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August 13th, 2020

county waiverSeward County commissioners Jim Rice, left, Nathan McCaffrey and Randy Malin listen to a presentation from Administrator April Warden regarding a setback buffer waiver for a new wastewater treatment facility being constructed by National Beef. L&T photo/Robert PierceROBERT PIERCE • Leader & Times


National Beef Packing recently commenced with the construction of a new $65 million wastewater facility.

As part of that process, the company is required to have adjacent homeowners, well owners and landowners within various distances to sign a waiver allowing the application of water for irrigation on nearby property.

One of the owners of property near the facility is Seward County, which owns about 160 acres of adjacent land, and Monday, commissioners approved to allow Commission Chairman Nathan McCaffrey to sign a setback buffer waiver for the county to allow National Beef to apply the water there.

Seward County Administrator April Warden said the facility was designed by a professional engineering firm and approved by the Kansas Department of Health and Environment.

“Part of that agreement to building this facility was that the discharge water had to meet high quality standard and also be beneficial reuse for irrigation,” she said.

National Beef and Brown Farms have reached an agreement under which Brown Farms will use the discharge water to irrigate on their property. 

“The water will be held in a storage pond then distributed to one of three irrigation systems,” Warden said. “This water is treated process water and does not contain any sanitary waste.”

Warden said the KDHE permit also requires soil sampling, crop monitoring and water runoff management.

“The permit also requires National Beef to notify adjacent homeowners, well owners and land owners within the required setback buffer of the application of this treated water,” she said. “National Beef is also required to have owners within the setback buffer to sign a waiver allowing the application of this water.”

According to the waiver, KDHE is allowing a zone of application to extend into a specified setback buffer associated with a water well, stream, property line o residence on an adjacent property with a waiver from the property owner.

Those buffers are:

• Within 100 feet of a property line

• Within 200 feet of a water well on a property or an adjacent property

• Within 200 feet of a stream on a property or an adjacent property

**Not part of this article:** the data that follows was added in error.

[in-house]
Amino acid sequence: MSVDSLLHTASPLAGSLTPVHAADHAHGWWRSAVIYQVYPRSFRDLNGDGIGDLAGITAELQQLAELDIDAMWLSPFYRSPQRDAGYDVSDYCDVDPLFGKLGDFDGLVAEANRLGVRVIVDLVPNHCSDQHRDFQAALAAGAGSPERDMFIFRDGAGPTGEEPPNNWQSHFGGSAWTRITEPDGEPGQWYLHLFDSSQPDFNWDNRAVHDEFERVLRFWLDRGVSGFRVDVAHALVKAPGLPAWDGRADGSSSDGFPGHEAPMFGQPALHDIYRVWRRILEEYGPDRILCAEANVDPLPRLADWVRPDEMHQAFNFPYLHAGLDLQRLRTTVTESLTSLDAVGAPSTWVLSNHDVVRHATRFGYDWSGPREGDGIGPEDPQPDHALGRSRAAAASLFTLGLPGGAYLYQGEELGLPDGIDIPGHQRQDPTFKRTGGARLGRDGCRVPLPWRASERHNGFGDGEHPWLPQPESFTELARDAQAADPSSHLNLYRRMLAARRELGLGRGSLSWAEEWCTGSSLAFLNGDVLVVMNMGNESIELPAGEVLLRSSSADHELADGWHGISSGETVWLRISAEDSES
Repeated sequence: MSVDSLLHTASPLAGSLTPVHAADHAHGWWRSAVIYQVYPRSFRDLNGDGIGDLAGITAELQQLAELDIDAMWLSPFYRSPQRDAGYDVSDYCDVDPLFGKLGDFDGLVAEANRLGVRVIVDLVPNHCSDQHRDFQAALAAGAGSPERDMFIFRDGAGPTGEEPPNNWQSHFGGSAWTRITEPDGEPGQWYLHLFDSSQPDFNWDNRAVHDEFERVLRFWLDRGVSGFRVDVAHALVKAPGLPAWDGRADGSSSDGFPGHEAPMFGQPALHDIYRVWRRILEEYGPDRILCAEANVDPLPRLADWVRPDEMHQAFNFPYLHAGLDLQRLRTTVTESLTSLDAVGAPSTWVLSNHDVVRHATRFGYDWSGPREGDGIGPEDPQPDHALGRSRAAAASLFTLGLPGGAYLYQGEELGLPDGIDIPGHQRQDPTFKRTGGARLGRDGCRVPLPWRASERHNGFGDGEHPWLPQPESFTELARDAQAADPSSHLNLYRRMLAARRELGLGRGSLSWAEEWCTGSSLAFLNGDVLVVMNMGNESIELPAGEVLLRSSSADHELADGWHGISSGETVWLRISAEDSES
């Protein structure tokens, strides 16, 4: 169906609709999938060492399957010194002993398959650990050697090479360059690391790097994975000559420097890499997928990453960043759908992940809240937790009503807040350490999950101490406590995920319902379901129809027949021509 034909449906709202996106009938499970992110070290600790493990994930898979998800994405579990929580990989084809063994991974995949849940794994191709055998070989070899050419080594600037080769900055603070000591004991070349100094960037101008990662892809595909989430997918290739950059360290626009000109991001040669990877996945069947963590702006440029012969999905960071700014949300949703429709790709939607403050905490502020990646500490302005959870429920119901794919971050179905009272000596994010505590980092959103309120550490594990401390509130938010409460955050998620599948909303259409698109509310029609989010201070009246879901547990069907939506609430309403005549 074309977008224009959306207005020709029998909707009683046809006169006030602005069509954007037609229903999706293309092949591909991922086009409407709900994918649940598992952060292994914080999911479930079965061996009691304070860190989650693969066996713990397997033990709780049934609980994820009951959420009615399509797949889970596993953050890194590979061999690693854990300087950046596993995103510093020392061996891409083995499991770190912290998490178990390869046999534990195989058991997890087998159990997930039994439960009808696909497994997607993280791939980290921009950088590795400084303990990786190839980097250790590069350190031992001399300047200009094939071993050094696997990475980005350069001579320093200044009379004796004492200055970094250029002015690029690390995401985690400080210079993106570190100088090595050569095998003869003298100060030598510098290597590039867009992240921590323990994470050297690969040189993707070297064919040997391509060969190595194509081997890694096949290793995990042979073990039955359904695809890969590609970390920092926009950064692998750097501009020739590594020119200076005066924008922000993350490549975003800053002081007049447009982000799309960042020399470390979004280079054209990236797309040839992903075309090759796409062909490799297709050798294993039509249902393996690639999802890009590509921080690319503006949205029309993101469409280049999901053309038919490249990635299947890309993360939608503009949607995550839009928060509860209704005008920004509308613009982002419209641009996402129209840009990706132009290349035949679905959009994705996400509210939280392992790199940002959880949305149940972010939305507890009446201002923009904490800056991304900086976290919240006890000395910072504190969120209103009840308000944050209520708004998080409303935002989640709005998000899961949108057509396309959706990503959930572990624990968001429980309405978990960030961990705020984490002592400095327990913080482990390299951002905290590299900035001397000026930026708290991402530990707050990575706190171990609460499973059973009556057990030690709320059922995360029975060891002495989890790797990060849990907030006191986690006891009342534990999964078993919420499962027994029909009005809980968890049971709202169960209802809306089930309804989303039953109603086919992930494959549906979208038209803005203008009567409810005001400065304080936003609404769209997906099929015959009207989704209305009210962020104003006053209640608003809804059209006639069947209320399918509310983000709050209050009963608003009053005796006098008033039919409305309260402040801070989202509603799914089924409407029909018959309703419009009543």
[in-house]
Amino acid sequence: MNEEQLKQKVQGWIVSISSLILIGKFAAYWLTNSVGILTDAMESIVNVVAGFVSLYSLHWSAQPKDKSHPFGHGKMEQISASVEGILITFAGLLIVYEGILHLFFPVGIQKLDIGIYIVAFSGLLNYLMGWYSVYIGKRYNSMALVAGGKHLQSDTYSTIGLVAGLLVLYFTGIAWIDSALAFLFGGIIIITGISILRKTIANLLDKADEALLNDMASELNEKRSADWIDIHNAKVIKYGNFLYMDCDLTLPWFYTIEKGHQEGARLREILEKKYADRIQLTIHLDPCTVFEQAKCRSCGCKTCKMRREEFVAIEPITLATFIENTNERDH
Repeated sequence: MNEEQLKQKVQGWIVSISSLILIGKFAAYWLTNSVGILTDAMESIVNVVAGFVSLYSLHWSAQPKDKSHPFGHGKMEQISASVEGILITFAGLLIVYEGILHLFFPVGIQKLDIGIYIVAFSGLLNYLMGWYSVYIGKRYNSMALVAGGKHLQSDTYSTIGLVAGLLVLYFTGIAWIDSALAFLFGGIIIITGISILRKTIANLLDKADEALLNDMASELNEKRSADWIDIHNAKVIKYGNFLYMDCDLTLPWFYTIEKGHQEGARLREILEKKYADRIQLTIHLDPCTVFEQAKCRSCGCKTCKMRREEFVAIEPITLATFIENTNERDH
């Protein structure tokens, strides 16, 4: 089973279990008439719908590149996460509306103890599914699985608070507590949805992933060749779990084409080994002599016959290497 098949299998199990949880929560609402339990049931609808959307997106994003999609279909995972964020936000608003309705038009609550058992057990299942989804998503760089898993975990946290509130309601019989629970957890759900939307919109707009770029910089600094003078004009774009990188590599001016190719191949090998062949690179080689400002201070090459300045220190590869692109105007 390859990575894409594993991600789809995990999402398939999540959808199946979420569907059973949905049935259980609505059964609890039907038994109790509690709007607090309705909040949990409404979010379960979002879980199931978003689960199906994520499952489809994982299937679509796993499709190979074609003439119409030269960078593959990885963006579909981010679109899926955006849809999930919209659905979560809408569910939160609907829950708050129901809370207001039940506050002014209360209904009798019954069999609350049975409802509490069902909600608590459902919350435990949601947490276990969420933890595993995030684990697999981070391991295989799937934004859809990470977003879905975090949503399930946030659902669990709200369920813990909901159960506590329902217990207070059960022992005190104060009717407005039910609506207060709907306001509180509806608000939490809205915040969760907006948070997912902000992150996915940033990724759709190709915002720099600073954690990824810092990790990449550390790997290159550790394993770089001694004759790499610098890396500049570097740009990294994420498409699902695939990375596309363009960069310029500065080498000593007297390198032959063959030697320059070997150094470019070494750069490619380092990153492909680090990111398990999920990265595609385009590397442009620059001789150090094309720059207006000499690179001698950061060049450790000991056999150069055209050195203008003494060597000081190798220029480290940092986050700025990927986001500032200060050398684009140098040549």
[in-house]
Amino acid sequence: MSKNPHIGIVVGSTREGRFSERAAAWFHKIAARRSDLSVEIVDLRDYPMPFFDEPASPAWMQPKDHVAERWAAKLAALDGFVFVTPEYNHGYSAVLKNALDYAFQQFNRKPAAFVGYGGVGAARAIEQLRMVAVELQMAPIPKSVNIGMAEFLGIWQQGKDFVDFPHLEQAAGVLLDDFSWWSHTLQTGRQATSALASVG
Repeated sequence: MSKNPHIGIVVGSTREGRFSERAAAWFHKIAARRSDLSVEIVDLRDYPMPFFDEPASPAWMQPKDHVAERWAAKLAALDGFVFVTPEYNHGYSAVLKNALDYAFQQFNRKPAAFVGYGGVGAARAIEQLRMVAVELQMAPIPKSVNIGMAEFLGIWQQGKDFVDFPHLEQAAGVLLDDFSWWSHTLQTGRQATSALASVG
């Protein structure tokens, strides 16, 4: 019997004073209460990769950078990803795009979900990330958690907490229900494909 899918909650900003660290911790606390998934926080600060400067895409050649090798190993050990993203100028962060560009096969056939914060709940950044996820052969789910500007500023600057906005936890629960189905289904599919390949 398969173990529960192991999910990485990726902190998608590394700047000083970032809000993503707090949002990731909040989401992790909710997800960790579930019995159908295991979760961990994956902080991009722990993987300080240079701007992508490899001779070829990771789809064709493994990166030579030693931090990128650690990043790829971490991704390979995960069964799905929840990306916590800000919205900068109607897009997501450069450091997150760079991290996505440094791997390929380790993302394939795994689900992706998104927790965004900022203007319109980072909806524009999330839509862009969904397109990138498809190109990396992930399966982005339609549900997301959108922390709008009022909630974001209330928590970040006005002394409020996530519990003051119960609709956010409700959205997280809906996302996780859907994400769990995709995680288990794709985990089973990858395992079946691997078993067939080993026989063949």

• Within 500 feet of a residence on a property or an adjacent property

Warden said the county’s land does qualify for one of the buffers.

“The county does own land within 100 feet of one of the portions where water is going to be discharged,” she said. “Therefore, to get that permit, we do need to sign the wastewater land application setback buffer waiver in order for them to continue with the project.”

Commissioner Jim Rice inquired as to why there was the 500-foot setback.

“My understanding is that was part of the permit process from KDHE that they were required to obtain all of this,” Warden said.  “It’s different setbacks if you’re a resident or if your property is adjacent or there’s a water well on the property or if it’s just a property line. For Seward County, the land we have, it’s within 100 feet of our property line.”

National Beef’s Jeff Flowers later joined the meeting and gave the reasoning behind the buffer.

“The explanation we got from KDHE when we filed for the permit was that part of the request was that we had to notify any homeowner we were going to apply the water within 500 feet of their residence, within 200 feet of a water well or a well site and 100 feet of a property line of anybody who had property within 100 feet,” he said.

“I believe that whether it’s by law or  regulation, it’s a setback,” McCaffrey said. “The setback buffer’s already in place.”

“Basically, what the permit says is we have to notify those landowners or property owners,” Flowers said. “It’s something that hasn’t been done in all places. They’re starting to put that in the permits, saying if we are going to apply within 100 feet of your land, we need to notify you we are applying treated wastewater within 100 feet of your property. It is strictly a notification, and the waiver’s for the landowners to say, ‘We’re aware of this applicant.’ It’s for every piece of property within those guidelines, whether it’s the 100 feet from that or 500 feet from a house or 200 feet from a water well.”

McCaffrey said the waiver for the county only pertains to quarter section of land located near the wastewater facility.

Following the brief discussion, commissioners voted unanimously to allow McCaffrey to sign the waiver.

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